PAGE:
How do you survive with a damaged knife? Will it still perform? We...
One of the most versatile and arguably most important items in any survival loadout is a good fixed-blade knife. That’s why these tools are a frequent subject of discussion in our publications. Most knives will easily withstand cutting cordage or opening packages, but such menial tasks aren’t appropriate representations of the challenges they’d face in a real survival situation. For example, you might need to shave tinder, skin and section animals, spear fish, chop through saplings or small trees, defend against predators, and so much more. These tasks range from delicate precision to pure brute force, and must be accomplished reliably in a variety of conditions. The knife is central to every one of these needs.
While a good knife is essential, it’s not the only tool you need. What about a fire-starter? That’s just as valuable, if not more important in some settings. What about a way to keep your knife nice and sharp? A diamond sharpening stone will allow you to maintain its edge in the field, and preserve its effectiveness. Now pack that all into a concise package and you’ve got yourself a very handy survival kit. That’s exactly what Mora created with its Bushcraft Survival Knife, which the company calls its “ultimate survival knife.”
The municipality of Mora, Sweden, has been a hub for cutlery manufacturing for over 400 years. Over the centuries, the knives of Mora have become world-renowned for their simplicity and durability. Morakniv is one of several companies with a rich knife making history that call Mora home. You may know Morakniv for its survival tools, but since 1891, the company has made knives for everything from cooking to industrial utility. They have taken what they learned over the past 128 years to ensure the knives they produce are the highest quality, and worthy of the Morakniv name and lifetime warranty.
We’ve tested various Morakniv blades over the years, from the inexpensive 511 Basic to the top-of-the-line Garberg Black Carbon. Most recently, we picked up a knife with a name that clearly conveys its purpose — the Mora Bushcraft Survival. Specifically, we chose the high-visibility orange model, which will be easy to spot in any outdoor setting. This package is billed as the ultimate bushcraft knife, however, is it comprised of more than a simple bladed tool.
The knife itself is made from robust 3.2mm-thick stainless steel, ground to a modified clip point shape. The blade is 4.25 inches long, with the handle being right at 5 inches long. The knife itself weighs 4.2 ounces, or 7.5 ounces with the sheath and accessories.
The thick spine of the blade is specifically designed with 90-degree edges to be used with a ferro rod, magnesium block, or other fire-starter. In fact, this Bushcraft package includes a ferro rod that attaches directly to the sheath, and is said to be good for 7,000 strikes. The sheath design locks it firmly in place to prevent it from falling out during intense physical activity.
The handle of the knife is made of a soft, grippy polymer. While the texture is subtle and feels good in the hand, it can be a bit slick when wet. A nice index finger guard, or quillion, helps keep the knife centered during use and helps to prevent finger damage during push cuts. The hidden tang extends through the handle and terminates at a hard polymer lug in the pommel. This is useful as an improvised crushing or smashing tool, and even though it’s not solid steel, it’s extremely sturdy.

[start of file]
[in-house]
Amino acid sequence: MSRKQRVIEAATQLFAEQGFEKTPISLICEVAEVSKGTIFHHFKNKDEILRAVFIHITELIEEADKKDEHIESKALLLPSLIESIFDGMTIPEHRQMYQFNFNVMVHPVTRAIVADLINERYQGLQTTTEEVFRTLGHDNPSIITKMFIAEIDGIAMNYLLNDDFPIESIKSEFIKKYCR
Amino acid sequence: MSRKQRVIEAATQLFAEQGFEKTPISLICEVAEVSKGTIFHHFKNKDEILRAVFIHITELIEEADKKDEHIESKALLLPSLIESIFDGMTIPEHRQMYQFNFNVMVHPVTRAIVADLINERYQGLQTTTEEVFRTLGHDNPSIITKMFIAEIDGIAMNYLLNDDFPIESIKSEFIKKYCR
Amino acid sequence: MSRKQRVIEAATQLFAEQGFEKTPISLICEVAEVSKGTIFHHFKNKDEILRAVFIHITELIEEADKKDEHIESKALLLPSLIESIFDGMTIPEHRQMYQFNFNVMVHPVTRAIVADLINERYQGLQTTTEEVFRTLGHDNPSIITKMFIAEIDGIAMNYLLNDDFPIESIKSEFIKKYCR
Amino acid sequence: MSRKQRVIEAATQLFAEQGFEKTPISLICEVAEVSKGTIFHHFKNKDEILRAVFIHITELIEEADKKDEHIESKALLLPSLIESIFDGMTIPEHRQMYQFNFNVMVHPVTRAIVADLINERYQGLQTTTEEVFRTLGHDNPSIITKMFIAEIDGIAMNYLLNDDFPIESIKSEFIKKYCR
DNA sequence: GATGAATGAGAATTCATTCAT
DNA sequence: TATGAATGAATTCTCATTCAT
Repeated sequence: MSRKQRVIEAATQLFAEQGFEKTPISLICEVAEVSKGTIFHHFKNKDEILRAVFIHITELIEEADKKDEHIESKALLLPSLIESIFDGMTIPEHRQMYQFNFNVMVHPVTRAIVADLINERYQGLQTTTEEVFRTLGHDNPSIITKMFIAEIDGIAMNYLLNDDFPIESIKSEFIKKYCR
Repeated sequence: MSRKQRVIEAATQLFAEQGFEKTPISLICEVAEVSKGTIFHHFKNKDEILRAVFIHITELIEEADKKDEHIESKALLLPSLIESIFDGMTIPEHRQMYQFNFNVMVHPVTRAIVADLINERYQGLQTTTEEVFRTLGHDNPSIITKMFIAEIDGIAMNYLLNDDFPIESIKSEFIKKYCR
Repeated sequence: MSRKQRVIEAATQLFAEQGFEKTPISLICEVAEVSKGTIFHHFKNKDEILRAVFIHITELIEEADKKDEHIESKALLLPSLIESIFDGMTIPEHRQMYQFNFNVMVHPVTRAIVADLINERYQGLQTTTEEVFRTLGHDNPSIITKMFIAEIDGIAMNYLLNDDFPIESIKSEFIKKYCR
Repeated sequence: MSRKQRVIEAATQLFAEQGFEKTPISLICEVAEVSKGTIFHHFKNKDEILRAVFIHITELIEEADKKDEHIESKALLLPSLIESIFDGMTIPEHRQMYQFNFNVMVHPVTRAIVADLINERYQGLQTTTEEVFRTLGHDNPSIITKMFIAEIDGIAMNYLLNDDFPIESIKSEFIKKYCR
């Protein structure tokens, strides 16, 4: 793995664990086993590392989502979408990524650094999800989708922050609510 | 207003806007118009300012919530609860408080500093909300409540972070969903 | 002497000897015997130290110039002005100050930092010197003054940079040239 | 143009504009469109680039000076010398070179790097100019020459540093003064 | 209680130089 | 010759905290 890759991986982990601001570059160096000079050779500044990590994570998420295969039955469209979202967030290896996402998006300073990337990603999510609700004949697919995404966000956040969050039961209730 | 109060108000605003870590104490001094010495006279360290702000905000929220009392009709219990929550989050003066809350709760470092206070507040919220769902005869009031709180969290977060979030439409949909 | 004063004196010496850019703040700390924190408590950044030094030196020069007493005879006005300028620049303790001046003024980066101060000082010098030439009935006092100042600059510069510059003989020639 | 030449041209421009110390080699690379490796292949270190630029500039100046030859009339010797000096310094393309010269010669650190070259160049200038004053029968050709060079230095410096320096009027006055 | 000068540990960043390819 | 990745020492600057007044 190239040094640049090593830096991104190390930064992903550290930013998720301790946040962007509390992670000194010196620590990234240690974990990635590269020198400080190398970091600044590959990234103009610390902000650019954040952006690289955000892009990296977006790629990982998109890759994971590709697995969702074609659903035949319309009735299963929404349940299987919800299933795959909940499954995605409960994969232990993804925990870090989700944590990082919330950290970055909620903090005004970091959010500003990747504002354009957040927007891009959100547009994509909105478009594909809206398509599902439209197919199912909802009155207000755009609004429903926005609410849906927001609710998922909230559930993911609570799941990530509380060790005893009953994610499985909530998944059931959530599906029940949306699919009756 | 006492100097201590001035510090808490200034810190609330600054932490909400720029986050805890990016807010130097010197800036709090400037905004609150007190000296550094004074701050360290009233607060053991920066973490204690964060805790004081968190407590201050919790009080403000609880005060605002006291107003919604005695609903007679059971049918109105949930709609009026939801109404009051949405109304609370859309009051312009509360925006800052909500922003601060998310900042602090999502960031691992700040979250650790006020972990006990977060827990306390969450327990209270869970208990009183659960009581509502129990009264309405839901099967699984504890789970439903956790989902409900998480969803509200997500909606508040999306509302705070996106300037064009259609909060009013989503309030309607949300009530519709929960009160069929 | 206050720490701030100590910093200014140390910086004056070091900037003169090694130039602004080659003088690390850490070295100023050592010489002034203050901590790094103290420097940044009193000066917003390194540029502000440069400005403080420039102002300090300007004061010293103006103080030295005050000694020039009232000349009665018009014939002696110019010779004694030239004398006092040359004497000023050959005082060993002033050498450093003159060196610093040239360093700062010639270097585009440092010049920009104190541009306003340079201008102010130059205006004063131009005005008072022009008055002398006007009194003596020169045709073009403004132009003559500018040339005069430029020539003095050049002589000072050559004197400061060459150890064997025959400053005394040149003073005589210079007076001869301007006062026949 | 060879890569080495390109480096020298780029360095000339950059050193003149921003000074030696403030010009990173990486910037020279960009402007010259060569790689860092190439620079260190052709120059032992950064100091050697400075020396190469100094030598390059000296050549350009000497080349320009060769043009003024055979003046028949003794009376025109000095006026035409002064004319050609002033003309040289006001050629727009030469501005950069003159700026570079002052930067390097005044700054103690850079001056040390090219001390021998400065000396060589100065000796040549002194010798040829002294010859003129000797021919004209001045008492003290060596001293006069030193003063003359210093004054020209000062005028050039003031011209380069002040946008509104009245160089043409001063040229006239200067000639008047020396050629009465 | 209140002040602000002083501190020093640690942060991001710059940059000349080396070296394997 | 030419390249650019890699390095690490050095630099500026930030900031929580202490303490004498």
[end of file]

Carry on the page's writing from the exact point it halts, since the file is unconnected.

This knife comes with a hard sheath comprised of two-tone orange and black polymer. Incorporated into the sheath is a diamond sharpening stone. This ensures that you always have a sharp knife in hand. Knife retention in the sheath is solid, but does rely on tension as opposed to any type of secondary clip or strap that might be more secure for a survival knife.
The high-vis orange colored knife handle and sheath allow the Bushcraft Survival knife it to be quickly located in your bag, around the campsite, or anywhere else you may need it. The sheath also features two different styles of clips: a standard molded tension-style pocket/belt clip and a one-piece belt loop. No matter what your loadout includes, there’s almost always a spot for this knife.
During use in the woods, the knife felt good in our hands. The soft polymer allowed for extended periods of use with little fatigue. Even with its sturdy blade and light handle, the knife balances well. Out of the package, it had a fine edge supported by the classic Scandi grind that Mora is known for.
Cutting paper, various types of cordage, and cloth was almost effortless with the Bushcraft Survival knife. The same went for cardboard, straps, and thicker fabrics. However, where this Morakniv Bushcraft knife really showed its worth was in cutting branches and even small trees. The simple Scandi grind allows it to hold an edge well, and makes it easy to re-sharpen with a few passes on the diamond stone. The point was sharp enough to smoothly pierce hard wood. With the blade’s grind extending all the way to the handle, making precise cuts was a lot easier.
We were very pleased with the Morakniv Bushcraft Survival knife. The quality of the product is apparent during use, and you can tell the Swedes put considerable thought into its design and features. It’s especially important to note than this knife has an MSRP of $70 as well as a lifetime warranty. If you’re looking for a reliable tool that can take a beating without emptying your wallet, this is a difficult knife to beat.
For more information on this knife and the many others that Mora produces, visit them at MoraknivUSA.com.